: Our Impact

The COVID-19 pandemic is far from over, yet Congress seems to have already put it in the rearview mirror. It is true that lawmakers took important steps over the past year to address the economic and health impacts of the virus here in the U.S. and abroad. But as cases and deaths continue to mount, it’s time to do much more. Right now, there’s a comprehensive piece of legislation wending its way through Congress that we believe is America’s best shot at ending this pandemic and preventing future ones. 

The COVID-19 pandemic is far from over, yet Congress seems to have already put it in the rearview mirror. It is true that lawmakers took important steps over the past year to address the economic and health impacts of the virus here in the U.S. and abroad. But as cases and deaths continue to mount, it’s time to do much more. Right now, there’s a comprehensive piece of legislation wending its way through Congress that we believe is America’s best shot at ending this pandemic and preventing future ones. 

The COVID-19 pandemic is far from over, yet Congress seems to have already put it in the rearview mirror. It is true that lawmakers took important steps over the past year to address the economic and health impacts of the virus here in the U.S. and abroad. But as cases and deaths continue to mount, it’s time to do much more. Right now, there’s a comprehensive piece of legislation wending its way through Congress that we believe is America’s best shot at ending this pandemic and preventing future ones. 

Dr. Reuben Kiggundu, Country Project Director for the USAID Medicines, Technologies, and Pharmaceutical Services (MTaPS) Program in Uganda.

Uganda has long been considered as a hotspot for emerging and re-emerging infectious disease epidemics, including Ebola, Marburg virus disease, plague, Rift Valley fever, yellow fever, and Crimean-Congo hemorrhagic fever.Yet, to combat such outbreaks, Uganda has been at the forefront of African countries developing national action plans for health security and addressing capacity gaps in fighting infectious disease outbreaks, antimicrobial resistance, and other global health security threats. For the past five years, MSH’s Dr.

Dr. Reuben Kiggundu, Country Project Director for the USAID Medicines, Technologies, and Pharmaceutical Services (MTaPS) Program in Uganda.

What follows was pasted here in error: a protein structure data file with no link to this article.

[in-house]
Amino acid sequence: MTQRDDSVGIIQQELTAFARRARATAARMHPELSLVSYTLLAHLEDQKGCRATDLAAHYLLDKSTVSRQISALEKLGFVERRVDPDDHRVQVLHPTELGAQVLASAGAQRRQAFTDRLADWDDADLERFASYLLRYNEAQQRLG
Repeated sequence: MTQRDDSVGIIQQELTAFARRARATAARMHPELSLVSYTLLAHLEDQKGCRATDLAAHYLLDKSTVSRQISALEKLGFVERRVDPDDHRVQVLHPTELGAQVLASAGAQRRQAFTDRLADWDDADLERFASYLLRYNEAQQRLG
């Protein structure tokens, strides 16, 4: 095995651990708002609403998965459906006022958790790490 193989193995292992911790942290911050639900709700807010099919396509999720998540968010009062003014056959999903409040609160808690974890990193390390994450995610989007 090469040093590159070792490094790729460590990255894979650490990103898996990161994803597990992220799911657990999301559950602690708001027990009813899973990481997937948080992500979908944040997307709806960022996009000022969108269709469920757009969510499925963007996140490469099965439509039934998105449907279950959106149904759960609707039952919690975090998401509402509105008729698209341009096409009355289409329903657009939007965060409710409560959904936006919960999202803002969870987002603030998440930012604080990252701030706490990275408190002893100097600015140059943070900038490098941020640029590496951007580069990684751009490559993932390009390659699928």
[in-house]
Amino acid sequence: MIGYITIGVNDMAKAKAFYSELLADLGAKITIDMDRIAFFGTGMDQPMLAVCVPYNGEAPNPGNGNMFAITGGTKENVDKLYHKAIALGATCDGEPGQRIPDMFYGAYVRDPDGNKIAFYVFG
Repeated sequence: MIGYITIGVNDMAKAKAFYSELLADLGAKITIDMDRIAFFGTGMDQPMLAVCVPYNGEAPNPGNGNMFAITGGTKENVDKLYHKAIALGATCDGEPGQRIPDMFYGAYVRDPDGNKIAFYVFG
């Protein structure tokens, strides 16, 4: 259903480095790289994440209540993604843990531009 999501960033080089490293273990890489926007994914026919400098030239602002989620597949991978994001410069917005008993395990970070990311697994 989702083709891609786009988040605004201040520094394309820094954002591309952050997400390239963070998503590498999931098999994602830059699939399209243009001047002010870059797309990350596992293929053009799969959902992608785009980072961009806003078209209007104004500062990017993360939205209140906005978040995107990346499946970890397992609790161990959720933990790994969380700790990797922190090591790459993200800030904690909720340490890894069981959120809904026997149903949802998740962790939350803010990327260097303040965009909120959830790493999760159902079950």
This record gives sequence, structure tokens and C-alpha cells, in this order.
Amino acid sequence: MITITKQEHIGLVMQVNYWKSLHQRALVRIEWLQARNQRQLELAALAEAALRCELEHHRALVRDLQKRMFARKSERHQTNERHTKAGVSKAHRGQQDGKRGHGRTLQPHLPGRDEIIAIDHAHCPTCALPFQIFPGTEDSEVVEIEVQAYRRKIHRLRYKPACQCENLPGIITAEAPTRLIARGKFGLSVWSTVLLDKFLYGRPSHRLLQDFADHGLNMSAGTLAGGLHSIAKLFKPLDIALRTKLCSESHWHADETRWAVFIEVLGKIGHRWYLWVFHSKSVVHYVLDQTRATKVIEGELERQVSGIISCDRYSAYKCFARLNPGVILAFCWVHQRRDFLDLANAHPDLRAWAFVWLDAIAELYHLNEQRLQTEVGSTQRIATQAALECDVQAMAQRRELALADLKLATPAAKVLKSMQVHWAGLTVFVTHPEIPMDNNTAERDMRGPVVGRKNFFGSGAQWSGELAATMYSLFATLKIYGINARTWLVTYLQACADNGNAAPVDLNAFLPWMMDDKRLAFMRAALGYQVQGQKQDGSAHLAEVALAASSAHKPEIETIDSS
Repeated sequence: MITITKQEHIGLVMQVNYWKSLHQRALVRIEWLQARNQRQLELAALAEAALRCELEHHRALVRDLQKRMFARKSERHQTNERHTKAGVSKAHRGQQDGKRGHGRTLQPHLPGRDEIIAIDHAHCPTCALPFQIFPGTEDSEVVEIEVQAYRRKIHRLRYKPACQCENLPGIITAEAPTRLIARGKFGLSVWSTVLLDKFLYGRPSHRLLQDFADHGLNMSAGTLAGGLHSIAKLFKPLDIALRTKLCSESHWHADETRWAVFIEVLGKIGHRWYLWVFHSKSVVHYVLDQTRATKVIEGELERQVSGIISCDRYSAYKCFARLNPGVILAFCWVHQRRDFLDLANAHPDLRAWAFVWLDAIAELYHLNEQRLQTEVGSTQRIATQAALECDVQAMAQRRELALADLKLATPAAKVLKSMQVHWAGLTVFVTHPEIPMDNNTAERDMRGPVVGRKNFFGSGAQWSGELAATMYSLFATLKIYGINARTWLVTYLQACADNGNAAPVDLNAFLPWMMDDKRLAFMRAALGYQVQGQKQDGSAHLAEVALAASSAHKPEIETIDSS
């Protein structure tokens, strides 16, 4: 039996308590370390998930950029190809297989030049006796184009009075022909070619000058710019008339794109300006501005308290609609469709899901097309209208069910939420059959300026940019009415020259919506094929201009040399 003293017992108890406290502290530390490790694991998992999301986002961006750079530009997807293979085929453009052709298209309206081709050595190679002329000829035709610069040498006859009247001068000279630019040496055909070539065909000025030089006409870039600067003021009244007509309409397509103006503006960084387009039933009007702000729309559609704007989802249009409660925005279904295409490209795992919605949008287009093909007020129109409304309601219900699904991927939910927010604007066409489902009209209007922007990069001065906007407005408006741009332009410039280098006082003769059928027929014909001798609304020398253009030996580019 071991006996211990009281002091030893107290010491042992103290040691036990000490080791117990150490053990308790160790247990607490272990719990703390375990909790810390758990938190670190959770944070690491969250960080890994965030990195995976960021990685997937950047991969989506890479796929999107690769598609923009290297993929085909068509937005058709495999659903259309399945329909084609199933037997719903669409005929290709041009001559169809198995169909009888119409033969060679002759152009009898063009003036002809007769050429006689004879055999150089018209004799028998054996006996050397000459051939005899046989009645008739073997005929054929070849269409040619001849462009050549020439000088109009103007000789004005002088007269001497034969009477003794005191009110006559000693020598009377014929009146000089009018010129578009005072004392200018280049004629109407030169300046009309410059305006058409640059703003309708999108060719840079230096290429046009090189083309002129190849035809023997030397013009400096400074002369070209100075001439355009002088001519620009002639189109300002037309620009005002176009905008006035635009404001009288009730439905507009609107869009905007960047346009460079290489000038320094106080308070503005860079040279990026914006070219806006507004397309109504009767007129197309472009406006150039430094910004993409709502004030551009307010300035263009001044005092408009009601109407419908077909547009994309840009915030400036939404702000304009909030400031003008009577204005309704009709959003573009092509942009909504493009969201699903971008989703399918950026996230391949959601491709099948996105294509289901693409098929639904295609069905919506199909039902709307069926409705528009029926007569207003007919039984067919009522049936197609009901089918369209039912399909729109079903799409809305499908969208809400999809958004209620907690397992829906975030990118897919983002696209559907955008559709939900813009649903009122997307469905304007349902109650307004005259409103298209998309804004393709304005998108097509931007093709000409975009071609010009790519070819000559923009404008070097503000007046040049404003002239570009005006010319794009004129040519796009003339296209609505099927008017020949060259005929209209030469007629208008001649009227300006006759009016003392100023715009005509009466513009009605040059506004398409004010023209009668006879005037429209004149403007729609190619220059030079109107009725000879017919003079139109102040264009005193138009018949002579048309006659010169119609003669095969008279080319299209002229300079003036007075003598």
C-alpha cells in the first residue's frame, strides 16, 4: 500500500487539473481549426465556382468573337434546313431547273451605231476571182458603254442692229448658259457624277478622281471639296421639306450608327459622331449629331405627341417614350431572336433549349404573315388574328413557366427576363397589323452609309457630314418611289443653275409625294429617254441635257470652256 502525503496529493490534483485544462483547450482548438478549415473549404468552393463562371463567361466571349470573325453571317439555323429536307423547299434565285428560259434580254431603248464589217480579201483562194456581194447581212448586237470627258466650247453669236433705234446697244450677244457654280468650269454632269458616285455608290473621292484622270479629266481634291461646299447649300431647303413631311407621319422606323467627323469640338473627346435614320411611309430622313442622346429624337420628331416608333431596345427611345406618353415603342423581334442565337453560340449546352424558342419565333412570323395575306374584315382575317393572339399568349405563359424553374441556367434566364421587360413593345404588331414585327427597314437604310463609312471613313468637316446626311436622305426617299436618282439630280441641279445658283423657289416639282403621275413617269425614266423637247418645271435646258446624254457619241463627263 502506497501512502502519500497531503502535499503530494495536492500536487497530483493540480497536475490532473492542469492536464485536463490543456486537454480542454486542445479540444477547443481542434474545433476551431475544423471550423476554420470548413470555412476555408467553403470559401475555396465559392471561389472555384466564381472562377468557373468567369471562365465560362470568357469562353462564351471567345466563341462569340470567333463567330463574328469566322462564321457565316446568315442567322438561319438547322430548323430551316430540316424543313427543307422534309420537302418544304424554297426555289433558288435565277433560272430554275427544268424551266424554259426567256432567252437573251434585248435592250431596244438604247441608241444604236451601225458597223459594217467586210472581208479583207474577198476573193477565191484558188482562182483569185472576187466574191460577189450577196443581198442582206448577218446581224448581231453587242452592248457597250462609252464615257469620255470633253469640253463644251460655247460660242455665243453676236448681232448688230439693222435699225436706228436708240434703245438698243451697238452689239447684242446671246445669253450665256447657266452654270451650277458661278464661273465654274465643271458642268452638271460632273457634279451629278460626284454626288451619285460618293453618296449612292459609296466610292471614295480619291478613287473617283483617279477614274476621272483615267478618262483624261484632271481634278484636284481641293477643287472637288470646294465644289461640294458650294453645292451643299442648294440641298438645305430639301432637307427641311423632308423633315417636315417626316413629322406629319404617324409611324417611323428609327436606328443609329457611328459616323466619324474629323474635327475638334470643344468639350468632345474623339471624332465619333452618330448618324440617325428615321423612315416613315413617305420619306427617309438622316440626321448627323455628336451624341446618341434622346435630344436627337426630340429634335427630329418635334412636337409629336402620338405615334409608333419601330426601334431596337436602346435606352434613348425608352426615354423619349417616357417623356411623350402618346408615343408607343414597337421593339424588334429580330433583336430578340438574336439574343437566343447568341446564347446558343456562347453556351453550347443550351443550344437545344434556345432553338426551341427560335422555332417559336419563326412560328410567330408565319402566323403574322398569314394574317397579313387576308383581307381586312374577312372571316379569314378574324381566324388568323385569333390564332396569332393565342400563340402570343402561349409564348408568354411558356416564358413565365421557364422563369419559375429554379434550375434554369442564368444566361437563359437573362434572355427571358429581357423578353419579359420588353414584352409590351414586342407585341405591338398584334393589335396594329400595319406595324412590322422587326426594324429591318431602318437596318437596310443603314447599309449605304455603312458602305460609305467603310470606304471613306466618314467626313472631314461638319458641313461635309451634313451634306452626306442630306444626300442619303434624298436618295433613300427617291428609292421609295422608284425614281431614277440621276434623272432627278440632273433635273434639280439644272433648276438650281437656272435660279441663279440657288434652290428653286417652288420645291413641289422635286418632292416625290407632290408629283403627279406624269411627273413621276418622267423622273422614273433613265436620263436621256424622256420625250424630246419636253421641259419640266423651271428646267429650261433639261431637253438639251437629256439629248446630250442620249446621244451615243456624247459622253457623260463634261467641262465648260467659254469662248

Uganda has long been considered as a hotspot for emerging and re-emerging infectious disease epidemics, including Ebola, Marburg virus disease, plague, Rift Valley fever, yellow fever, and Crimean-Congo hemorrhagic fever.Yet, to combat such outbreaks, Uganda has been at the forefront of African countries developing national action plans for health security and addressing capacity gaps in fighting infectious disease outbreaks, antimicrobial resistance, and other global health security threats. For the past five years, MSH’s Dr.

Dr. Reuben Kiggundu, Country Project Director for the USAID Medicines, Technologies, and Pharmaceutical Services (MTaPS) Program in Uganda.

Uganda has long been considered as a hotspot for emerging and re-emerging infectious disease epidemics, including Ebola, Marburg virus disease, plague, Rift Valley fever, yellow fever, and Crimean-Congo hemorrhagic fever.Yet, to combat such outbreaks, Uganda has been at the forefront of African countries developing national action plans for health security and addressing capacity gaps in fighting infectious disease outbreaks, antimicrobial resistance, and other global health security threats. For the past five years, MSH’s Dr.

USAID's Acting Mission Director in Malawi hands over the keys to a prefabricated family planning clinic to Malawi's Deputy Minister of Health.

On October 1, 2021, the Ministry of Health in Malawi and the US Agency for International Development (USAID) held a ceremony marking significant improvements to the country’s health infrastructure and the symbolic handover of new and renovated health facilities throughout the country.

USAID's Acting Mission Director in Malawi hands over the keys to a prefabricated family planning clinic to Malawi's Deputy Minister of Health.

On October 1, 2021, the Ministry of Health in Malawi and the US Agency for International Development (USAID) held a ceremony marking significant improvements to the country’s health infrastructure and the symbolic handover of new and renovated health facilities throughout the country.

{Photo credit Rejoice Phiri/MSH}Photo credit Rejoice Phiri/MSH

As Malawi endures a new wave of COVID-19, the MSH-led USAID Organized Network of Services for Everyone’s (ONSE) Health Activity continues to provide comprehensive support for the government’s response plan, working with district health teams and communities to mitigate the significant threat to Malawi’s vulnerable health system.ONSE’s strong district footprint and engagement with the Ministry of Health and Population and other health sector partners enables a coordinated, locally led response in 16 districts, where more than half the population of Malawi lives.

{Photo credit Rejoice Phiri/MSH}Photo credit Rejoice Phiri/MSH

As Malawi endures a new wave of COVID-19, the MSH-led USAID Organized Network of Services for Everyone’s (ONSE) Health Activity continues to provide comprehensive support for the government’s response plan, working with district health teams and communities to mitigate the significant threat to Malawi’s vulnerable health system.ONSE’s strong district footprint and engagement with the Ministry of Health and Population and other health sector partners enables a coordinated, locally led response in 16 districts, where more than half the population of Malawi lives.

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